The evidence so far suggests at least a 75% elimination of transmission with the Johnson & Johnson vaccine, Kedl said, noting that with the other two vaccines, transmission reduction is likely even “considerably better.”
Next up: Phase 1B.4 kicks off on March 19, opening the vaccination rollout to all Coloradans 50 and older, persons with one high-risk condition, higher education faculty and staff who work in-person with students and other front-line workers. Find a full eligibility list here.
Not time for a free-for-all
Kedl said that if he and/or his wife were not vaccinated (they both were in non-placebo groups during separate clinical trials), that they would not likely sit inside with no masks for long periods with the older in-laws. “The risk is not zero they could get sick.”
Data suggest all vaccines in use in the United States prevent severe illness, meaning an infection that makes a person sick enough to be hospitalized or die. “But I’d rather not risk causing my in-laws any discomfort. That doesn’t look good for a son-in-law, especially not as a vaccinologist.”
|Ross Kedl, PhD|
Campbell also said, despite the CDC recommendations, low-risk unvaccinated people visiting vaccinated people might still want to wear a mask indoors.
He also said vaccinated people should not plan any non-essential plane travel just yet, and that they should follow all local mask and distancing guidelines when shopping or going to restaurants.
“The CDC guidance on travel has not changed,” Campbell said. “They recommend that people not travel unless it’s absolutely necessary. I’d agree.”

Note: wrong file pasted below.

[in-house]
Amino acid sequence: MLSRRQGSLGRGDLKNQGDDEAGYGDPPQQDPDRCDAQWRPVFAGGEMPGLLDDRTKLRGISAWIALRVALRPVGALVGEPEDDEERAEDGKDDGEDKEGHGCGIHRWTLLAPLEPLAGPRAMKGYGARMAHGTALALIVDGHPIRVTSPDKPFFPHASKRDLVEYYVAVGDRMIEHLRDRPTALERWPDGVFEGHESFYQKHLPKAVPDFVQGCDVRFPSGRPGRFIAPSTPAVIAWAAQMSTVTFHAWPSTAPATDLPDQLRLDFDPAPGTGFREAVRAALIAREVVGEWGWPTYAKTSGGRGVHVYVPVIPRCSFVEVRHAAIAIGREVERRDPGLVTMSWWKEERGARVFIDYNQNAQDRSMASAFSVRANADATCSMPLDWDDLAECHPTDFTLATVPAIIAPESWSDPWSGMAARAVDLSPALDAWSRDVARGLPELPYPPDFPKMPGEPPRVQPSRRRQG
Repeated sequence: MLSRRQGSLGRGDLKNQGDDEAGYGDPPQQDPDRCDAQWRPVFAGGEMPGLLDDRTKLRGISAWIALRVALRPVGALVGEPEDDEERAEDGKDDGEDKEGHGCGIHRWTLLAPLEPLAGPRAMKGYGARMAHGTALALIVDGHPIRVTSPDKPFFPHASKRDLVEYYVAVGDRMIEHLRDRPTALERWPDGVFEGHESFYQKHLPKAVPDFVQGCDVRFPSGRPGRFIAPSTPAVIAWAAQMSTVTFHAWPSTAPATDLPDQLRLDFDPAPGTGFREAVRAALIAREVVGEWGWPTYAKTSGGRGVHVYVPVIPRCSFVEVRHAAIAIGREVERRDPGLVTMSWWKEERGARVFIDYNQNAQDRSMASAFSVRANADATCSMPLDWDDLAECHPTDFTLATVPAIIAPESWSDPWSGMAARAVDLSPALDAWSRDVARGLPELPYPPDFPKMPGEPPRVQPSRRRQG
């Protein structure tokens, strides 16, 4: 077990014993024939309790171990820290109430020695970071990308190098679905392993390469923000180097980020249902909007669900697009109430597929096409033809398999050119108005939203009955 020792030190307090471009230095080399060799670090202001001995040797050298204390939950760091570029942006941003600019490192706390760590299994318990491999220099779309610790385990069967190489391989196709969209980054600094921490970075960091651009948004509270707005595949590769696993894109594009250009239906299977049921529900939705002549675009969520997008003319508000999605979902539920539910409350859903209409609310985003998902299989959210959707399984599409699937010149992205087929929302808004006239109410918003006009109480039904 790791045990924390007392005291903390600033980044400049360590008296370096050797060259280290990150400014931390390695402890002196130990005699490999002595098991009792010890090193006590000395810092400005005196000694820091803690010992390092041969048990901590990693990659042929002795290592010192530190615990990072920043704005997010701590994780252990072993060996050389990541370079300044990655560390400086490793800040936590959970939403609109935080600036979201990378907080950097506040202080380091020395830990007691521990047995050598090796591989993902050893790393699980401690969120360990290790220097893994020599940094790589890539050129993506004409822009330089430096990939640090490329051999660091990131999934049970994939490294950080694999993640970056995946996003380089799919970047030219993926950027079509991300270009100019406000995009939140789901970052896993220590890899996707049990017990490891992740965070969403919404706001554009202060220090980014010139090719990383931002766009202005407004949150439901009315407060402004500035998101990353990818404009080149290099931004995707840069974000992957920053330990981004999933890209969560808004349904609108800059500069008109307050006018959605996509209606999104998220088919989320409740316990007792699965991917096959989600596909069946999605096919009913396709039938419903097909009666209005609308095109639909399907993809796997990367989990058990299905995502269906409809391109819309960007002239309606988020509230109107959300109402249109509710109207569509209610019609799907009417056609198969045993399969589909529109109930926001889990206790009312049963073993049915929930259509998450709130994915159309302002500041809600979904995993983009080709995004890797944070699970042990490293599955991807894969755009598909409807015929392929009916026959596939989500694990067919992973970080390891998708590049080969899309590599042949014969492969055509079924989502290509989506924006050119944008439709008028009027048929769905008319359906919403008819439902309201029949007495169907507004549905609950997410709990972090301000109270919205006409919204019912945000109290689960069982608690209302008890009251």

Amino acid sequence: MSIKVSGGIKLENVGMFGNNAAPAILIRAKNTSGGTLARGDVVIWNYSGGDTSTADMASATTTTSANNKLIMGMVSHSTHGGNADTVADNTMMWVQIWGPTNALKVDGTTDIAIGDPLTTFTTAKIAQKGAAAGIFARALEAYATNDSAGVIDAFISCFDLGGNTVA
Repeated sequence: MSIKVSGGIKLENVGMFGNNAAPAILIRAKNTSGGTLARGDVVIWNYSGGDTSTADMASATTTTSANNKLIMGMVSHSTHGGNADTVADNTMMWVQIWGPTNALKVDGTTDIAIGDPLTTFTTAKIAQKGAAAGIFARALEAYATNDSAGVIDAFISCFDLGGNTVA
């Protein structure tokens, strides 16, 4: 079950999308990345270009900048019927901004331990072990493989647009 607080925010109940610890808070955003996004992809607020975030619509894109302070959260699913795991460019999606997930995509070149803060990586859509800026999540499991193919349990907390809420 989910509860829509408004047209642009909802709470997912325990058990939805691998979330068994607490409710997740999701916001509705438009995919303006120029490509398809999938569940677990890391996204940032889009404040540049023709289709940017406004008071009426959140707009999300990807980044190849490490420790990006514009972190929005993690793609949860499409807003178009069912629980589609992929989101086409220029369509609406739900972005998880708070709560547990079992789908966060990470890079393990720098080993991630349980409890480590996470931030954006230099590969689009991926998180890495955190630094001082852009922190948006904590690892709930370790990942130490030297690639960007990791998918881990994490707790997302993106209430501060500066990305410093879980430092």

Balancing caution with trust
While Kedl doesn’t suggest that everyone flout public health recommendations, he re-emphasized that people should understand the true risks when faced with tough decisions.
“The CDC allows for vaccinated people to not have to quarantine after an exposure to someone with COVID, even if that someone lives in their own home. It’s hard to then see how traveling through an airport somehow constitutes a greater risk than that. There also was never a tremendous amount of evidence that the airports have ever been significant spreader locations anyway,” he said, noting that is largely because of the rigidity of protocols. “And being vaccinated further neutralizes the risks.”
Of course, Kedl understands the need for following mask-wearing and social-distancing guidelines in public. “The virus is still out there, and there is still a risk to those who are unvaccinated. We do have the responsibility to keep each other safe,” he said.
“But there have never been vaccines in the history of vaccines that protect this well that don’t completely crush transmission. These are incredibly strong,” he said. “And the risk to life and health from isolation is only growing.”
His advice for vaccinated grandparents (and others): “First of all, hug your grandkids,” Kedl said, noting the chance of transmission is slim during a quick hug. “Contact transmission is very rare. It’s about how long you breathe around somebody else.” Secondly, Kedl said: “You can be cautious and trust in your vaccine.”